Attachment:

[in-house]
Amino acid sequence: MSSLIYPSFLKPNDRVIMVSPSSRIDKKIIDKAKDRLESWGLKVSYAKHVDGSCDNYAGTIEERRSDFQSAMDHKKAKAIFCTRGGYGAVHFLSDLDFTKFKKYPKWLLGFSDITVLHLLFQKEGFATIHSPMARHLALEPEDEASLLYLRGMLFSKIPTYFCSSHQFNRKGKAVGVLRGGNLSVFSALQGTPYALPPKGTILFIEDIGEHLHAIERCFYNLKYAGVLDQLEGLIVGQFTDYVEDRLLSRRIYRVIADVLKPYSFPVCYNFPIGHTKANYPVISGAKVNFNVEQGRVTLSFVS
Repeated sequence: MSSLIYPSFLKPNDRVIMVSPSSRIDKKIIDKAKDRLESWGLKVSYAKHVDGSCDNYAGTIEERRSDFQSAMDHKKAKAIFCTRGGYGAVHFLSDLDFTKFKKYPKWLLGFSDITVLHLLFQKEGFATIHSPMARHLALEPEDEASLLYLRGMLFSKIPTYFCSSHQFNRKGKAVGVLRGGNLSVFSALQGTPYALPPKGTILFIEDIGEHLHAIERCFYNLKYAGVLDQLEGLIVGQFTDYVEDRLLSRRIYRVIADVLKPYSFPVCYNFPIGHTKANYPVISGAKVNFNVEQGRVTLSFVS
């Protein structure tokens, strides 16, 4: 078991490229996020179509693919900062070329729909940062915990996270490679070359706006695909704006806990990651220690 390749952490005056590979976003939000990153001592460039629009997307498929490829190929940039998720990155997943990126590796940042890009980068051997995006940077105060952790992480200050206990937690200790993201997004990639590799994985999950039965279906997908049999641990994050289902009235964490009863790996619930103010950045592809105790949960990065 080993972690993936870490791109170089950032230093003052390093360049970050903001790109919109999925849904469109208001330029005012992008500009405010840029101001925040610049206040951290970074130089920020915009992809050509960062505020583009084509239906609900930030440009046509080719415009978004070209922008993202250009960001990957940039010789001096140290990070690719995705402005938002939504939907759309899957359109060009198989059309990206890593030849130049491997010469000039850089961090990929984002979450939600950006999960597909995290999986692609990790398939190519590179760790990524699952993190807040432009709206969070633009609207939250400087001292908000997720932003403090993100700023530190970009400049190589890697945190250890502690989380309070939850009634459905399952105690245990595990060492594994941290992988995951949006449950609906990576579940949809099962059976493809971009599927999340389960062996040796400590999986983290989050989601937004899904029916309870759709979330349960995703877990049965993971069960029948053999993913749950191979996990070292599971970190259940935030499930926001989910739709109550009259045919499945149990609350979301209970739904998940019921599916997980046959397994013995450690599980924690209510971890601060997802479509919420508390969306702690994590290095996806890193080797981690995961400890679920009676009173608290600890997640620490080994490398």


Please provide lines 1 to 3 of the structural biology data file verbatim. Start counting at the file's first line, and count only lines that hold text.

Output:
[in-house]
Amino acid sequence: MSSLIYPSFLKPNDRVIMVSPSSRIDKKIIDKAKDRLESWGLKVSYAKHVDGSCDNYAGTIEERRSDFQSAMDHKKAKAIFCTRGGYGAVHFLSDLDFTKFKKYPKWLLGFSDITVLHLLFQKEGFATIHSPMARHLALEPEDEASLLYLRGMLFSKIPTYFCSSHQFNRKGKAVGVLRGGNLSVFSALQGTPYALPPKGTILFIEDIGEHLHAIERCFYNLKYAGVLDQLEGLIVGQFTDYVEDRLLSRRIYRVIADVLKPYSFPVCYNFPIGHTKANYPVISGAKVNFNVEQGRVTLSFVS
Repeated sequence: MSSLIYPSFLKPNDRVIMVSPSSRIDKKIIDKAKDRLESWGLKVSYAKHVDGSCDNYAGTIEERRSDFQSAMDHKKAKAIFCTRGGYGAVHFLSDLDFTKFKKYPKWLLGFSDITVLHLLFQKEGFATIHSPMARHLALEPEDEASLLYLRGMLFSKIPTYFCSSHQFNRKGKAVGVLRGGNLSVFSALQGTPYALPPKGTILFIEDIGEHLHAIERCFYNLKYAGVLDQLEGLIVGQFTDYVEDRLLSRRIYRVIADVLKPYSFPVCYNFPIGHTKANYPVISGAKVNFNVEQGRVTLSFVS